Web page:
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PAYBACK'S A B*TCH

Public companies and the Treasury are having second thoughts after a short fling that left both parties feeling a little embarrassed and unfulfilled. Turns out, large companies with access to capital markets and the Payroll Protection Program outlined as part of the CARES Act weren’t meant for each other after all.

After Shake Shack announced that it was giving back $10M earlier this week, the Treasury department pledged to claw back any funds that were given to public companies who don’t actually need them.

Companies have until May 7th to return the funds, or else *checks notes*, well no consequences have been announced yet. The Treasury will get back to us on that one...

Get with the program

The intention of the SBA’s PPP was to help fund payrolls for small businesses, ideally with less than 500 employees. Apparently the team who designed the application didn’t consider asking “are you a publicly-traded company.” As a result, at least 150 public companies applied and were granted a reported $600M in loans.

The cherry on top? As corporations tend to do, many found ways to surpass the $10M loan limit to get multiple loans by filing applications through subsidiaries.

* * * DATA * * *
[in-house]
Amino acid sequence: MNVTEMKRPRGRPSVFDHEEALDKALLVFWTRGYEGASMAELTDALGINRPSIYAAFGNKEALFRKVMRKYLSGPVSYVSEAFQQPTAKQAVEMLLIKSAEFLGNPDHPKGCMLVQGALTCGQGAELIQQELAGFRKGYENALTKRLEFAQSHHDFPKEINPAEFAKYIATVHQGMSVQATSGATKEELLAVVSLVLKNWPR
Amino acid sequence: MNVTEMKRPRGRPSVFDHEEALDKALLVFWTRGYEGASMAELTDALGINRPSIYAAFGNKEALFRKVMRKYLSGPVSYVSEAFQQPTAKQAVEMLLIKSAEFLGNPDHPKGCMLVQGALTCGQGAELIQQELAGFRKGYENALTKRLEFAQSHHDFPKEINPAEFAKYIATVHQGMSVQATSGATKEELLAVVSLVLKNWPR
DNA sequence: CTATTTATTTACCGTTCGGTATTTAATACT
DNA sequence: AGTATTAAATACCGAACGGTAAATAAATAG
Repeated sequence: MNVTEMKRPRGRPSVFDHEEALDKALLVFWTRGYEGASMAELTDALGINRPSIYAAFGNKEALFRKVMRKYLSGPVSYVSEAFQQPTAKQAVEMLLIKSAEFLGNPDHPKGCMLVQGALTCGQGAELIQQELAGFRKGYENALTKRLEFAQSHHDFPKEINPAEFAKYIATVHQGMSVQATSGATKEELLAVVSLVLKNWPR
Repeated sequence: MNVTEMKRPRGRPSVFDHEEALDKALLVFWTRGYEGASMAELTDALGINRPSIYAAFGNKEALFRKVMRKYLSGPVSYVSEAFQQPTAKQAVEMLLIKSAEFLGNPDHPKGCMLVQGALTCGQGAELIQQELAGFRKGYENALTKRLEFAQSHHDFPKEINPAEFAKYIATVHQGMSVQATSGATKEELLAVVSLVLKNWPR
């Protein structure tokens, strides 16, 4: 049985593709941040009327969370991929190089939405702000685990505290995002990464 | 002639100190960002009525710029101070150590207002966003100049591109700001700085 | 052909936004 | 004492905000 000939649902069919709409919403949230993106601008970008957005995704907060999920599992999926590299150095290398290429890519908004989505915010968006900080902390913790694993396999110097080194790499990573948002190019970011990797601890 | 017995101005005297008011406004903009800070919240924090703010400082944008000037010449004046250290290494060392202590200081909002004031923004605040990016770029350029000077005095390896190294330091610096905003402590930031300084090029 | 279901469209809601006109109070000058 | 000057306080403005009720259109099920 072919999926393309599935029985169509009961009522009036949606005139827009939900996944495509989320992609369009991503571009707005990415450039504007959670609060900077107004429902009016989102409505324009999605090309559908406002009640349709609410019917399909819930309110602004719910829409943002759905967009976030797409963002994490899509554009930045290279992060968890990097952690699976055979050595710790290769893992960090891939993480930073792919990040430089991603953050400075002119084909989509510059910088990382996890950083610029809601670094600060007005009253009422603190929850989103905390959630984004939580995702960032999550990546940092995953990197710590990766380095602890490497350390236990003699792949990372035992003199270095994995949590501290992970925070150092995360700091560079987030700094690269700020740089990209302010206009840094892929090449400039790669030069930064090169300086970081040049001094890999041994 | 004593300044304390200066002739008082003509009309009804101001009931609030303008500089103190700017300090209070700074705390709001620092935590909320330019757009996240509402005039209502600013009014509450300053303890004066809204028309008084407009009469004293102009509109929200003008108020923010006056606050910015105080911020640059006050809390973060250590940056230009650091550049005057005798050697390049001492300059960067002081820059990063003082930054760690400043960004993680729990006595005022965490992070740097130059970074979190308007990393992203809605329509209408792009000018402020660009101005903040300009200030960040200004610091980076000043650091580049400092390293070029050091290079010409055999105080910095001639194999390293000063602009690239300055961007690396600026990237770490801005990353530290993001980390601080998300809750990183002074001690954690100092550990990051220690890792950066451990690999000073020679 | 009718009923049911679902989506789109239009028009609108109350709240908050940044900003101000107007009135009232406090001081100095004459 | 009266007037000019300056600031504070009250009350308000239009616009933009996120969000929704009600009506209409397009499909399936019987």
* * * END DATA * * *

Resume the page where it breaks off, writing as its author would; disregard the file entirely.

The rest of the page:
Some government officials have criticized lenders, saying they fast-tracked loans for bigger companies the banks had relationships with vs. small businesses who needed the funds.

Let’s try again

Luckily, the House approved the second $484B stimulus that includes $310B for small businesses. It could be up and running as early as today, assuming everybody’s not a little hungover from the NFL draft last night. Ok, who are we kidding, we’re all just operating with a constant buzz at this point.

The bottom line...

The criticism of the $350B small business funds seems to be the main focus at the moment, but there was $2.2T of aid approved as part of the Cares Act. Isn’t anybody worried about that?!

Turns out, they are. Luckily, the Fed is here to answer our questions and announced that it will provide a list of all the bank lending partners and final borrowers (actual businesses) who have used its different loan facilities. 

Public companies will give back stimulus funds [WSJ]

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